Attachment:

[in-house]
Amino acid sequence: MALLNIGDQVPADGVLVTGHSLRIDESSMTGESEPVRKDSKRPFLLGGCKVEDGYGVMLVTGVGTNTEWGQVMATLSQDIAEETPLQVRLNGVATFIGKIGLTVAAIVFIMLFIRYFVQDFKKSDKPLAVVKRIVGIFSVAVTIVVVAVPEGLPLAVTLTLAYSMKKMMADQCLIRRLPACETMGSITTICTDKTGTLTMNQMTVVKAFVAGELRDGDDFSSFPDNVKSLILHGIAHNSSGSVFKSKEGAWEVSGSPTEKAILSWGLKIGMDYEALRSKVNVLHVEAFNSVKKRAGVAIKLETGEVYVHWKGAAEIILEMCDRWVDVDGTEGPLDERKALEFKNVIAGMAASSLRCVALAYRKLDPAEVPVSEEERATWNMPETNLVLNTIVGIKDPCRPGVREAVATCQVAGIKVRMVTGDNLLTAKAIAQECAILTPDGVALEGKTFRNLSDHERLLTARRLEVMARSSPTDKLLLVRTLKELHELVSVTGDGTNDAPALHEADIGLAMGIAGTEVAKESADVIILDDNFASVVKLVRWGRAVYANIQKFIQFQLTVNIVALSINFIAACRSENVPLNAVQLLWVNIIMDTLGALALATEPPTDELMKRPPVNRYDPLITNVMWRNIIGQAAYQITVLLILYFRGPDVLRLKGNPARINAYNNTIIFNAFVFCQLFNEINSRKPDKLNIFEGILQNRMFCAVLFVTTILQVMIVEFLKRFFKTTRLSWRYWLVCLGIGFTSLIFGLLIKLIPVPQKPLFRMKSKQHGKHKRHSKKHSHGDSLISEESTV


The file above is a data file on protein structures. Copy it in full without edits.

[in-house]
Amino acid sequence: MALLNIGDQVPADGVLVTGHSLRIDESSMTGESEPVRKDSKRPFLLGGCKVEDGYGVMLVTGVGTNTEWGQVMATLSQDIAEETPLQVRLNGVATFIGKIGLTVAAIVFIMLFIRYFVQDFKKSDKPLAVVKRIVGIFSVAVTIVVVAVPEGLPLAVTLTLAYSMKKMMADQCLIRRLPACETMGSITTICTDKTGTLTMNQMTVVKAFVAGELRDGDDFSSFPDNVKSLILHGIAHNSSGSVFKSKEGAWEVSGSPTEKAILSWGLKIGMDYEALRSKVNVLHVEAFNSVKKRAGVAIKLETGEVYVHWKGAAEIILEMCDRWVDVDGTEGPLDERKALEFKNVIAGMAASSLRCVALAYRKLDPAEVPVSEEERATWNMPETNLVLNTIVGIKDPCRPGVREAVATCQVAGIKVRMVTGDNLLTAKAIAQECAILTPDGVALEGKTFRNLSDHERLLTARRLEVMARSSPTDKLLLVRTLKELHELVSVTGDGTNDAPALHEADIGLAMGIAGTEVAKESADVIILDDNFASVVKLVRWGRAVYANIQKFIQFQLTVNIVALSINFIAACRSENVPLNAVQLLWVNIIMDTLGALALATEPPTDELMKRPPVNRYDPLITNVMWRNIIGQAAYQITVLLILYFRGPDVLRLKGNPARINAYNNTIIFNAFVFCQLFNEINSRKPDKLNIFEGILQNRMFCAVLFVTTILQVMIVEFLKRFFKTTRLSWRYWLVCLGIGFTSLIFGLLIKLIPVPQKPLFRMKSKQHGKHKRHSKKHSHGDSLISEESTV